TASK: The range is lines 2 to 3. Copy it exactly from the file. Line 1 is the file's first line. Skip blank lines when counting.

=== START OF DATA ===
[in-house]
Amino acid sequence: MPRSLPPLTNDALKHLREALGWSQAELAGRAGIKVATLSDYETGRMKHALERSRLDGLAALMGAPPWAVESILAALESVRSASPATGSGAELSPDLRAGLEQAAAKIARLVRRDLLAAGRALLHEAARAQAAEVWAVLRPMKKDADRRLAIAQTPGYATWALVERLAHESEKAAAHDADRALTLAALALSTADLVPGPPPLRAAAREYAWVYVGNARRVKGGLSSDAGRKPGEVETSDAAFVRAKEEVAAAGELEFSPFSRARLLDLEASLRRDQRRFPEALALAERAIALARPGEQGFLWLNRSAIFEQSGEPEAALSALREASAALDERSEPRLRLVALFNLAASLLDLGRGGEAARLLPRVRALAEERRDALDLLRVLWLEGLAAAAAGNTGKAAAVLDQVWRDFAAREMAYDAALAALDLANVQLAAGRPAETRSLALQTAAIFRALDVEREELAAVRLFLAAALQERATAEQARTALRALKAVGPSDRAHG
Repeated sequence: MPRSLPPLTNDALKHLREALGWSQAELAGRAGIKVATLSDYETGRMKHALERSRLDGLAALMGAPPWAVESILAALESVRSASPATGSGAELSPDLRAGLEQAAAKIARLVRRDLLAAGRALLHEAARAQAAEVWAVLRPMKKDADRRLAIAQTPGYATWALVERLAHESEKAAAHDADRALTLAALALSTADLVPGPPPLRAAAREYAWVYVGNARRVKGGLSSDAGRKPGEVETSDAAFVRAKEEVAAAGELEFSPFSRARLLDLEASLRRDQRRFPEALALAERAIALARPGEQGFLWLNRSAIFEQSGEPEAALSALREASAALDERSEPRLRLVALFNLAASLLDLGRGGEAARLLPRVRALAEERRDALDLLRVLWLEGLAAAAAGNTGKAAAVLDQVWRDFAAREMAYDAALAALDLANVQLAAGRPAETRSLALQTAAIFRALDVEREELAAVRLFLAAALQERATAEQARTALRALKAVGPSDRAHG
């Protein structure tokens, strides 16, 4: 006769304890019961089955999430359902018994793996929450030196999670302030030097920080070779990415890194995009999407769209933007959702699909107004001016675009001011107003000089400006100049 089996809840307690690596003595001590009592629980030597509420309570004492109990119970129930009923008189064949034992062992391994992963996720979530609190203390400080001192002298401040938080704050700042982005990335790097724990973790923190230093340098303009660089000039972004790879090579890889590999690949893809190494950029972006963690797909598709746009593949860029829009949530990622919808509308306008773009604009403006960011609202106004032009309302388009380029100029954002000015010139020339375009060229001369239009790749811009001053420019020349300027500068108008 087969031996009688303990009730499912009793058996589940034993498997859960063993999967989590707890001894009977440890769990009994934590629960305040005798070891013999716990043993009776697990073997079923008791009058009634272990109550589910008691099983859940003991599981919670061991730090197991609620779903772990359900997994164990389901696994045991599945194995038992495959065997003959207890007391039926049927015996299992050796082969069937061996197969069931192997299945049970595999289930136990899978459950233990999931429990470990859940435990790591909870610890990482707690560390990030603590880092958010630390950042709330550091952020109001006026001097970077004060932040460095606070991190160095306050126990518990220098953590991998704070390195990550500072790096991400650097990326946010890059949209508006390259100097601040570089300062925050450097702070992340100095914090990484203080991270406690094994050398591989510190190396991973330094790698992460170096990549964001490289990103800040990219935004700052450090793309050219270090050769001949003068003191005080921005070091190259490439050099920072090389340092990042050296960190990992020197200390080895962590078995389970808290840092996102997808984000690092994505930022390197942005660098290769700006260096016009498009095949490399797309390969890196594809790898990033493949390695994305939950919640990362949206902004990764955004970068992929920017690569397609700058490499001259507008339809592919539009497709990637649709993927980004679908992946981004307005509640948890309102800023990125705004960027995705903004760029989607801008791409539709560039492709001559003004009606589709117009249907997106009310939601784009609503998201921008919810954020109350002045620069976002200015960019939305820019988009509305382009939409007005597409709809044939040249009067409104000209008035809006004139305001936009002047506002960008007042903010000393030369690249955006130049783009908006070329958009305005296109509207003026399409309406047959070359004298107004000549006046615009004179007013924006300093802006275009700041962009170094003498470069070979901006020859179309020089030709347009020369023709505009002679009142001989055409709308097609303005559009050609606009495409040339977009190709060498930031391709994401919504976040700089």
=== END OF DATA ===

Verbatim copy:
Amino acid sequence: MPRSLPPLTNDALKHLREALGWSQAELAGRAGIKVATLSDYETGRMKHALERSRLDGLAALMGAPPWAVESILAALESVRSASPATGSGAELSPDLRAGLEQAAAKIARLVRRDLLAAGRALLHEAARAQAAEVWAVLRPMKKDADRRLAIAQTPGYATWALVERLAHESEKAAAHDADRALTLAALALSTADLVPGPPPLRAAAREYAWVYVGNARRVKGGLSSDAGRKPGEVETSDAAFVRAKEEVAAAGELEFSPFSRARLLDLEASLRRDQRRFPEALALAERAIALARPGEQGFLWLNRSAIFEQSGEPEAALSALREASAALDERSEPRLRLVALFNLAASLLDLGRGGEAARLLPRVRALAEERRDALDLLRVLWLEGLAAAAAGNTGKAAAVLDQVWRDFAAREMAYDAALAALDLANVQLAAGRPAETRSLALQTAAIFRALDVEREELAAVRLFLAAALQERATAEQARTALRALKAVGPSDRAHG
Repeated sequence: MPRSLPPLTNDALKHLREALGWSQAELAGRAGIKVATLSDYETGRMKHALERSRLDGLAALMGAPPWAVESILAALESVRSASPATGSGAELSPDLRAGLEQAAAKIARLVRRDLLAAGRALLHEAARAQAAEVWAVLRPMKKDADRRLAIAQTPGYATWALVERLAHESEKAAAHDADRALTLAALALSTADLVPGPPPLRAAAREYAWVYVGNARRVKGGLSSDAGRKPGEVETSDAAFVRAKEEVAAAGELEFSPFSRARLLDLEASLRRDQRRFPEALALAERAIALARPGEQGFLWLNRSAIFEQSGEPEAALSALREASAALDERSEPRLRLVALFNLAASLLDLGRGGEAARLLPRVRALAEERRDALDLLRVLWLEGLAAAAAGNTGKAAAVLDQVWRDFAAREMAYDAALAALDLANVQLAAGRPAETRSLALQTAAIFRALDVEREELAAVRLFLAAALQERATAEQARTALRALKAVGPSDRAHG